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Perimenopause

A Doctor’s Advice: ‘Why Is My Menstrual Cycle So Much Shorter Than It Used To Be?’

Find out the factors that cause changes in your menstrual cycle.

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Menstrual cycles evolve as we age. What had been a consistent 28-day cycle can shorten substantially as we approach perimenopause. Why? Because during perimenopause, which typically starts in your 40s, ovulation becomes less consistent. This inconsistency prompts irregular periods that are often accompanied by either a heavier or lighter flow. Cycles are also impacted by stress and the mediations we take. Every woman’s experience with irregular periods during perimenopause varies, but shorter periods showing up seemingly overnight are not typically something to worry about.

Alarmed by a dramatic change in her menstrual cycle, a First for Women reader in the early stages of perimenopause asked our expert, a gynecologist and director of Women’s Midlife Services at Michigan’s Holland Hospital, for advice on the issue. Here’s what Dr. Barbara DePree had to say.

Experiencing Shorter Periods During Perimenopause

Q: For the past few months, my always-regular menstrual cycle has gone from 28 days to 22. I’m 46 and not on birth control. Should I be concerned?

A: This sounds like the classic onset of perimenopause. Most women’s cycles are between 21 and 35 days, so you’re still in the normal range, but shortening cycles can indicate a dwindling number of eggs in your ovaries — meaning your body may be gearing up for menopause.

Shorter cycles are generally nothing to worry about, but since it’s a change for you, I suggest speaking with your doctor, who can help determine if your more frequent bleeding is caused by other factors: Weight loss, excessive exercise, and stress can impact the length of your cycle, as can conditions like thyroid dysfunction and polycystic ovary syndrome (PCOS). If no cause is found or your doctor doesn’t think these changes are due to impending menopause, she may suggest you go on birth control to regulate your periods.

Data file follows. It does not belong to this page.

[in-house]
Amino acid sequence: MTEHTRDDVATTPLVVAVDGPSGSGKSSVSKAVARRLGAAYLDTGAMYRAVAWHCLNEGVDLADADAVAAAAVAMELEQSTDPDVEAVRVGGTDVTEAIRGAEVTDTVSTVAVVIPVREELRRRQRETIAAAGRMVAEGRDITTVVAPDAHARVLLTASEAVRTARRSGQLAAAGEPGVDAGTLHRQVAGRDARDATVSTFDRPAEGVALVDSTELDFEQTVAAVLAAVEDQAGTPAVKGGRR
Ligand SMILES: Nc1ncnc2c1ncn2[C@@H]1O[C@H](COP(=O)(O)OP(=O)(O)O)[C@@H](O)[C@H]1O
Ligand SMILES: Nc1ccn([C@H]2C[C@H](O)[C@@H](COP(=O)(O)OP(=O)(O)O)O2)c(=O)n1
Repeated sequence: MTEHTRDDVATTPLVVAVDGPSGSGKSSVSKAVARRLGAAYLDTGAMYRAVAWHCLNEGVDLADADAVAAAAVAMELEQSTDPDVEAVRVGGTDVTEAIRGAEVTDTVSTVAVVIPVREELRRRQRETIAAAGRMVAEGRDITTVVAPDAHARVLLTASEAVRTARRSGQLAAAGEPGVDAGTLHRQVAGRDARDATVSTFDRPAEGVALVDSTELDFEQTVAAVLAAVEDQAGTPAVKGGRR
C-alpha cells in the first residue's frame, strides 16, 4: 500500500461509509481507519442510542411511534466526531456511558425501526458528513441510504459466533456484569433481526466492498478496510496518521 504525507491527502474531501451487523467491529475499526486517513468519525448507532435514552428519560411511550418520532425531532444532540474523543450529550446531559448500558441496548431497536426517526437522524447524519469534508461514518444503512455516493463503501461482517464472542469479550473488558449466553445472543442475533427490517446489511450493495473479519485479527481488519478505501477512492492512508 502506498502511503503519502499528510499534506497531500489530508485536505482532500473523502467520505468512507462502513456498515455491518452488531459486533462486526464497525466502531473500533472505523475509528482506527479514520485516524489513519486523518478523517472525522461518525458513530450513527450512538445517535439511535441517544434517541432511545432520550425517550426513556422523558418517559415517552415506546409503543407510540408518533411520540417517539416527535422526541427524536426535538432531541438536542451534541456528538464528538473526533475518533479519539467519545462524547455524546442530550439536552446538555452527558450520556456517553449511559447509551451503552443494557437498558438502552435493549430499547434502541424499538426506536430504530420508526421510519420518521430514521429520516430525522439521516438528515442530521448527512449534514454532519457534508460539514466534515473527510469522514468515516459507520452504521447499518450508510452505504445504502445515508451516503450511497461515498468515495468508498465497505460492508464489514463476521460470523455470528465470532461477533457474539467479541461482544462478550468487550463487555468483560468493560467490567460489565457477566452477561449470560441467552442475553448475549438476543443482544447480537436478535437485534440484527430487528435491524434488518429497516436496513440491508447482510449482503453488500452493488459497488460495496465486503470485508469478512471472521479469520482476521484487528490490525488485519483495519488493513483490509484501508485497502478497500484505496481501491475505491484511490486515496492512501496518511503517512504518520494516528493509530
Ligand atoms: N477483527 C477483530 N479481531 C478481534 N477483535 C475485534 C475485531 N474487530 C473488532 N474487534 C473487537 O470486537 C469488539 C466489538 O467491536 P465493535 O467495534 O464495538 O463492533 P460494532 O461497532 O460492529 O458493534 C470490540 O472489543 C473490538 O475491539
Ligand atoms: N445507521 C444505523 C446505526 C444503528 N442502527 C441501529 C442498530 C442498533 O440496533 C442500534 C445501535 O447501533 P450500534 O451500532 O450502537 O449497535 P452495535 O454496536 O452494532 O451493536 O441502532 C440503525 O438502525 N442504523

Meet Our Expert

Barbara DePree, MD, is a gynecologist in private practice and director of Women’s Midlife Services at Michigan’s Holland Hospital. A Certified Menopause Practitioner, she is the founder of MiddlesexMD.com, an educational resource for women’s sexual health in perimenopause and beyond. To ask her a question, send an email to health@firstforwomen.com.

For more on menopause, read these stories:

Signs That Perimenopause Is Almost Over and Menopause Is About To Begin

Why Menopause Causes Anxiety and Depression (And What You Can Do About It)

Here’s How To Have a Great Sex Life After Menopause

This content is not a substitute for professional medical advice or diagnosis. Always consult your physician before pursuing any treatment plan.

This article originally appeared in our print magazine, First For Women.

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